Oh faddy raddle-ray

And she was mistress of the trade

And full of spirit they do say

With a faddy raddle raddle ray

A  raddle raddle ray.

0-0-0

Chorus

Smuggling, yes smuggling,

smuggling was her ru-i-n

She'll go no more a smuggling

A raddle raddle ray.

0-0-0

If you went down Nanjizal Bay

Oh faddy raddle ray

To this lady you had to pay

For she was mistress of the trade

With a faddy raddle raddle ray

A  raddle raddle ray.

0-0-0

Chorus.

0-0-0

 She'd sell you tea wrapped up in silk

Oh faddy raddle-ray

The parsons wife a lace thread kilt

Some French wines left she for hisself

With a faddy raddle raddle ray

A  raddle raddle ray.

 0-0-0

Chorus

0-0-0

The magistrate he�d face the wall

Oh faddy raddle ray

When this fine lady came to call

Hid brandy kegs within his wall

With a faddy raddle raddle ray

A  raddle raddle ray.

 

Chorus

 

0-0-0

 

 

 

     

A Cornish Lullaby:

By Crosbie Garstin

 

Hush my little ugling,
Daddy's gone a-smuggling.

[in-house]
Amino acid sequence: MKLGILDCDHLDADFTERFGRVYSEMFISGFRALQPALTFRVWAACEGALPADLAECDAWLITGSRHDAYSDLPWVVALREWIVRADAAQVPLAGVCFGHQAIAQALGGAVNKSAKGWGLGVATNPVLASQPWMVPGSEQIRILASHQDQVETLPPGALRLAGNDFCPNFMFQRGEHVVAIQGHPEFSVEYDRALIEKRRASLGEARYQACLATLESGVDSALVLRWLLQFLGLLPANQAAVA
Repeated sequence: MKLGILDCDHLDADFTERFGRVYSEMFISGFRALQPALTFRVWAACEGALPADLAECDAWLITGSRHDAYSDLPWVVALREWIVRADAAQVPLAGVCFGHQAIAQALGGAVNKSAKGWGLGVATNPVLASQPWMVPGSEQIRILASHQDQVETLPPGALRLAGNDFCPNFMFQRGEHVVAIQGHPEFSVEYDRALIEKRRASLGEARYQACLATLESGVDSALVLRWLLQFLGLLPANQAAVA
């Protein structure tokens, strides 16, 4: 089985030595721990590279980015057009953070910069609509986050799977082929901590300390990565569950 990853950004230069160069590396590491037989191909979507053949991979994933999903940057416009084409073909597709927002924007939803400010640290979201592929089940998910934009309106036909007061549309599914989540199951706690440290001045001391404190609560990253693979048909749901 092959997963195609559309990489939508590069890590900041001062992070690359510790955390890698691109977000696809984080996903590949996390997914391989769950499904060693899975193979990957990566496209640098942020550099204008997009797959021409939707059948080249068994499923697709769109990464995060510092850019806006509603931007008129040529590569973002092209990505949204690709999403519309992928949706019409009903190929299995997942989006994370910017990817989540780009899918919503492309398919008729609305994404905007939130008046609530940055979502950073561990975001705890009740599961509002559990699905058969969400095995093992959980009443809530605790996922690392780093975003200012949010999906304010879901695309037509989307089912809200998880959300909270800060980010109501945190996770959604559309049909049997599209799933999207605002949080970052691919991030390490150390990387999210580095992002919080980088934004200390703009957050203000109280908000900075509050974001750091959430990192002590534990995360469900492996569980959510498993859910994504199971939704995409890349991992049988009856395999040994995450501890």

He has gone to Roscoff 

In the Mevagissey Maid -
A sloop of ninety tons
With ten brass carriage guns -
To teach the king's ships manners
And respect for honest trade.
 

Sleep my joy and sorrow,
Daddy'll come tomorrow,
Bringing 'baccy, tea and snuff,
And brandy home from France.
He'll bring the goods ashore
While the old collectors snore,
And the black dragooners gamble
In the dens of old Penzance.

Rock-a-bye my honey,
For Daddy's making money.
You shall be a gentleman
And sail with privateers,
With a silver cup in your sack,
A blue coat upon your back,

And diamonds on your fingerbones,
And gold rings in your ears.

0-0-0-0

 

 

 

 

 

 

 

 

 

 

 

 

 

 

 

 

 

 

 

 

 

 

 

 

 

 

 

 

 

 

 

 

 

 

 

 

A Ballad Of Smuggling Days

By Bessie Rayner Parkes


 

PART I

'THE night is dark as pitch, Harry,
But there's not a drop of rain,
And when the tide has risen
They'll all be there again;

'By yonder little eastward bay,
With the crags on either hand,
A lonely place,--'tis there, I think,
They'll run the boats to land.

'Ten of the worst and wildest lads
Are coming across the sea,
And the largest boat of the two, Harry,
Will be laden heavily.'

They walk'd along the shore three miles,
The strong and fearless men,
As many as they could muster,--